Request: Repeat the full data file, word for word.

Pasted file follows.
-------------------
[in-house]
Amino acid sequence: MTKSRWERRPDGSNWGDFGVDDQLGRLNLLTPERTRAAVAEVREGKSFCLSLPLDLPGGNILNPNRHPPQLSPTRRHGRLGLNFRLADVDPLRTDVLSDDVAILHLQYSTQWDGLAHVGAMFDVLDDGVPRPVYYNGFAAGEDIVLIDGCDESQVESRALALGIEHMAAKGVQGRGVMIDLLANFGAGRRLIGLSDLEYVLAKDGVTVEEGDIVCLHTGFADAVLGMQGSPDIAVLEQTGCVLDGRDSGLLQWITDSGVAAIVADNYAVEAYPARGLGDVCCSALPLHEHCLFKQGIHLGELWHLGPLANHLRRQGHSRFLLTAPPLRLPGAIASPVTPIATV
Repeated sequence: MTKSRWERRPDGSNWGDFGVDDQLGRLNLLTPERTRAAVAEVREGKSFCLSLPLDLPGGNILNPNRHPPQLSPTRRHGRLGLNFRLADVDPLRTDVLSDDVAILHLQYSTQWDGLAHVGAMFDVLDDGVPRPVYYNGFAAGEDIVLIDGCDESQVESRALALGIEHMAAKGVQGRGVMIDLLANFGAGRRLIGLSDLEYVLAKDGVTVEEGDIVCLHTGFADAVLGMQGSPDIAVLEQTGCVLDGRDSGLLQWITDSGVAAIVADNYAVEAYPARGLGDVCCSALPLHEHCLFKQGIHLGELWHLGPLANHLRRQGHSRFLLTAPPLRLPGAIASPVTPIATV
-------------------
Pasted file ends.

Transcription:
[in-house]
Amino acid sequence: MTKSRWERRPDGSNWGDFGVDDQLGRLNLLTPERTRAAVAEVREGKSFCLSLPLDLPGGNILNPNRHPPQLSPTRRHGRLGLNFRLADVDPLRTDVLSDDVAILHLQYSTQWDGLAHVGAMFDVLDDGVPRPVYYNGFAAGEDIVLIDGCDESQVESRALALGIEHMAAKGVQGRGVMIDLLANFGAGRRLIGLSDLEYVLAKDGVTVEEGDIVCLHTGFADAVLGMQGSPDIAVLEQTGCVLDGRDSGLLQWITDSGVAAIVADNYAVEAYPARGLGDVCCSALPLHEHCLFKQGIHLGELWHLGPLANHLRRQGHSRFLLTAPPLRLPGAIASPVTPIATV
Repeated sequence: MTKSRWERRPDGSNWGDFGVDDQLGRLNLLTPERTRAAVAEVREGKSFCLSLPLDLPGGNILNPNRHPPQLSPTRRHGRLGLNFRLADVDPLRTDVLSDDVAILHLQYSTQWDGLAHVGAMFDVLDDGVPRPVYYNGFAAGEDIVLIDGCDESQVESRALALGIEHMAAKGVQGRGVMIDLLANFGAGRRLIGLSDLEYVLAKDGVTVEEGDIVCLHTGFADAVLGMQGSPDIAVLEQTGCVLDGRDSGLLQWITDSGVAAIVADNYAVEAYPARGLGDVCCSALPLHEHCLFKQGIHLGELWHLGPLANHLRRQGHSRFLLTAPPLRLPGAIASPVTPIATV